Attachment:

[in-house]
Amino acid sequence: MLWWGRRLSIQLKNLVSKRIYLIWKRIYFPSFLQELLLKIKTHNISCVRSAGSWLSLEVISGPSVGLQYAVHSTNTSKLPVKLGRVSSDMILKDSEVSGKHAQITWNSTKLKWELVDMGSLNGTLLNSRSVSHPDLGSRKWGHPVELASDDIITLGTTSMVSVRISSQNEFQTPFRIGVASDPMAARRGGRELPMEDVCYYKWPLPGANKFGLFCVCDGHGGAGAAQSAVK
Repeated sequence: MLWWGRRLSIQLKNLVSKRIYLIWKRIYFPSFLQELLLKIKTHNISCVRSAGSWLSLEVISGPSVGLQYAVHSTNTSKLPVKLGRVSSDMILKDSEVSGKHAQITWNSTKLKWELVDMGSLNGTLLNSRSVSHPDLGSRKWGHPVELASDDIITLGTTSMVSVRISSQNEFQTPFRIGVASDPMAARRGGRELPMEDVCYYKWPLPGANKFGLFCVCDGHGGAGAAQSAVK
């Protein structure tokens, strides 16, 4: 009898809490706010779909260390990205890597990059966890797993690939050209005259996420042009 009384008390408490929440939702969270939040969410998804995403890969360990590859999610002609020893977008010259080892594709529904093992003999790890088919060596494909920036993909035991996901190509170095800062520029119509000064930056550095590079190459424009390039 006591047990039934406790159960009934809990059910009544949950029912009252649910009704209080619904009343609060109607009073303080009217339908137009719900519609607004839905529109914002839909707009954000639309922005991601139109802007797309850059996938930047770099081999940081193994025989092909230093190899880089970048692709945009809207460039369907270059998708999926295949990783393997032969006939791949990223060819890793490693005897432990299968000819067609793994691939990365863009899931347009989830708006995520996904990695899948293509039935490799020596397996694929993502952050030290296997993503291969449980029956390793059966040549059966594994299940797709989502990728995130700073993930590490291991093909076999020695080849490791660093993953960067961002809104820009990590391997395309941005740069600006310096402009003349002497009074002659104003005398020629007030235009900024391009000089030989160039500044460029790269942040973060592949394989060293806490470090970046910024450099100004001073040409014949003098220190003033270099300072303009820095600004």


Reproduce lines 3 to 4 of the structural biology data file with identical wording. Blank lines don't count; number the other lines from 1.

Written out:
Repeated sequence: MLWWGRRLSIQLKNLVSKRIYLIWKRIYFPSFLQELLLKIKTHNISCVRSAGSWLSLEVISGPSVGLQYAVHSTNTSKLPVKLGRVSSDMILKDSEVSGKHAQITWNSTKLKWELVDMGSLNGTLLNSRSVSHPDLGSRKWGHPVELASDDIITLGTTSMVSVRISSQNEFQTPFRIGVASDPMAARRGGRELPMEDVCYYKWPLPGANKFGLFCVCDGHGGAGAAQSAVK
């Protein structure tokens, strides 16, 4: 009898809490706010779909260390990205890597990059966890797993690939050209005259996420042009 009384008390408490929440939702969270939040969410998804995403890969360990590859999610002609020893977008010259080892594709529904093992003999790890088919060596494909920036993909035991996901190509170095800062520029119509000064930056550095590079190459424009390039 006591047990039934406790159960009934809990059910009544949950029912009252649910009704209080619904009343609060109607009073303080009217339908137009719900519609607004839905529109914002839909707009954000639309922005991601139109802007797309850059996938930047770099081999940081193994025989092909230093190899880089970048692709945009809207460039369907270059998708999926295949990783393997032969006939791949990223060819890793490693005897432990299968000819067609793994691939990365863009899931347009989830708006995520996904990695899948293509039935490799020596397996694929993502952050030290296997993503291969449980029956390793059966040549059966594994299940797709989502990728995130700073993930590490291991093909076999020695080849490791660093993953960067961002809104820009990590391997395309941005740069600006310096402009003349002497009074002659104003005398020629007030235009900024391009000089030989160039500044460029790269942040973060592949394989060293806490470090970046910024450099100004001073040409014949003098220190003033270099300072303009820095600004």